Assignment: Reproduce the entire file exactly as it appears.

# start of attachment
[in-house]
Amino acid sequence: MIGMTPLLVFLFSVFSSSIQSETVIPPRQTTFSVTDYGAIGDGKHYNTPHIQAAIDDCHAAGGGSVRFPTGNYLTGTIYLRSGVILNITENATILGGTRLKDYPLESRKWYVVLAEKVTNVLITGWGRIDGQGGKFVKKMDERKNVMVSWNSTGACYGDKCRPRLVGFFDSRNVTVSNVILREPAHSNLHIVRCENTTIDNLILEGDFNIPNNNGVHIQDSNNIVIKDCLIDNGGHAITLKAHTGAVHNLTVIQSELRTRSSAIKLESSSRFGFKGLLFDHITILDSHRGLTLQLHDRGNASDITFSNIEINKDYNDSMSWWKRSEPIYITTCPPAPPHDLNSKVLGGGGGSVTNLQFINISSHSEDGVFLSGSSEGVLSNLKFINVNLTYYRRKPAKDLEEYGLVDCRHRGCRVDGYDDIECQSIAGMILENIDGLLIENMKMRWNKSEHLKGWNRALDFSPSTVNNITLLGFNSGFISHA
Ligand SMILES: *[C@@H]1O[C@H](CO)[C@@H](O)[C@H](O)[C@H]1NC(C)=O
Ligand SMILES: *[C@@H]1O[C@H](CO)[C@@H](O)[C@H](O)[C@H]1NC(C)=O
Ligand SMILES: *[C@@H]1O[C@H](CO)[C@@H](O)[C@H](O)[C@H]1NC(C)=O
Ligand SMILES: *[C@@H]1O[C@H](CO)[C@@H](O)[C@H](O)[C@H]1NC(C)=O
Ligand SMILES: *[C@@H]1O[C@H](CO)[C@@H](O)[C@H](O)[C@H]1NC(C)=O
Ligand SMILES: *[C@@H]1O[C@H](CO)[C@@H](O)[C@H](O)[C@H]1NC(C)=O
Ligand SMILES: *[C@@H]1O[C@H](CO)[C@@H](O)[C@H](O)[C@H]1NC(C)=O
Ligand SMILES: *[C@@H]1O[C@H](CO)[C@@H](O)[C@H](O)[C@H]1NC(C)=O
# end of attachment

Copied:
[in-house]
Amino acid sequence: MIGMTPLLVFLFSVFSSSIQSETVIPPRQTTFSVTDYGAIGDGKHYNTPHIQAAIDDCHAAGGGSVRFPTGNYLTGTIYLRSGVILNITENATILGGTRLKDYPLESRKWYVVLAEKVTNVLITGWGRIDGQGGKFVKKMDERKNVMVSWNSTGACYGDKCRPRLVGFFDSRNVTVSNVILREPAHSNLHIVRCENTTIDNLILEGDFNIPNNNGVHIQDSNNIVIKDCLIDNGGHAITLKAHTGAVHNLTVIQSELRTRSSAIKLESSSRFGFKGLLFDHITILDSHRGLTLQLHDRGNASDITFSNIEINKDYNDSMSWWKRSEPIYITTCPPAPPHDLNSKVLGGGGGSVTNLQFINISSHSEDGVFLSGSSEGVLSNLKFINVNLTYYRRKPAKDLEEYGLVDCRHRGCRVDGYDDIECQSIAGMILENIDGLLIENMKMRWNKSEHLKGWNRALDFSPSTVNNITLLGFNSGFISHA
Ligand SMILES: *[C@@H]1O[C@H](CO)[C@@H](O)[C@H](O)[C@H]1NC(C)=O
Ligand SMILES: *[C@@H]1O[C@H](CO)[C@@H](O)[C@H](O)[C@H]1NC(C)=O
Ligand SMILES: *[C@@H]1O[C@H](CO)[C@@H](O)[C@H](O)[C@H]1NC(C)=O
Ligand SMILES: *[C@@H]1O[C@H](CO)[C@@H](O)[C@H](O)[C@H]1NC(C)=O
Ligand SMILES: *[C@@H]1O[C@H](CO)[C@@H](O)[C@H](O)[C@H]1NC(C)=O
Ligand SMILES: *[C@@H]1O[C@H](CO)[C@@H](O)[C@H](O)[C@H]1NC(C)=O
Ligand SMILES: *[C@@H]1O[C@H](CO)[C@@H](O)[C@H](O)[C@H]1NC(C)=O
Ligand SMILES: *[C@@H]1O[C@H](CO)[C@@H](O)[C@H](O)[C@H]1NC(C)=O